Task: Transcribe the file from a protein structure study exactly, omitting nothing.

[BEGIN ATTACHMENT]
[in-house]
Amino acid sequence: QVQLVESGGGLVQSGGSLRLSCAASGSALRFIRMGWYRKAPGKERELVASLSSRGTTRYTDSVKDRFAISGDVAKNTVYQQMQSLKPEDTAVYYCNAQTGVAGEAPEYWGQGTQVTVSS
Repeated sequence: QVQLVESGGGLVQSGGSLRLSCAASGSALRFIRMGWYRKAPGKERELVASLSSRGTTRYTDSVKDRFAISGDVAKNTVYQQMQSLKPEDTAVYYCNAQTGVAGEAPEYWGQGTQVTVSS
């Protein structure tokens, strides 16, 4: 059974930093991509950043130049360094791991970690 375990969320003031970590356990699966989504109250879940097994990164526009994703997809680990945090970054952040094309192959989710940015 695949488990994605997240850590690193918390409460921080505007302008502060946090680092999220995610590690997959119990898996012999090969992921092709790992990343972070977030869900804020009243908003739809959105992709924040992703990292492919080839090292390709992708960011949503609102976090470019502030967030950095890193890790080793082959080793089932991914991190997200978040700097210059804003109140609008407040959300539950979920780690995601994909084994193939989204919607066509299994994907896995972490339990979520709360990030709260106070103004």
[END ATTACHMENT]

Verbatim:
[in-house]
Amino acid sequence: QVQLVESGGGLVQSGGSLRLSCAASGSALRFIRMGWYRKAPGKERELVASLSSRGTTRYTDSVKDRFAISGDVAKNTVYQQMQSLKPEDTAVYYCNAQTGVAGEAPEYWGQGTQVTVSS
Repeated sequence: QVQLVESGGGLVQSGGSLRLSCAASGSALRFIRMGWYRKAPGKERELVASLSSRGTTRYTDSVKDRFAISGDVAKNTVYQQMQSLKPEDTAVYYCNAQTGVAGEAPEYWGQGTQVTVSS
């Protein structure tokens, strides 16, 4: 059974930093991509950043130049360094791991970690 375990969320003031970590356990699966989504109250879940097994990164526009994703997809680990945090970054952040094309192959989710940015 695949488990994605997240850590690193918390409460921080505007302008502060946090680092999220995610590690997959119990898996012999090969992921092709790992990343972070977030869900804020009243908003739809959105992709924040992703990292492919080839090292390709992708960011949503609102976090470019502030967030950095890193890790080793082959080793089932991914991190997200978040700097210059804003109140609008407040959300539950979920780690995601994909084994193939989204919607066509299994994907896995972490339990979520709360990030709260106070103004």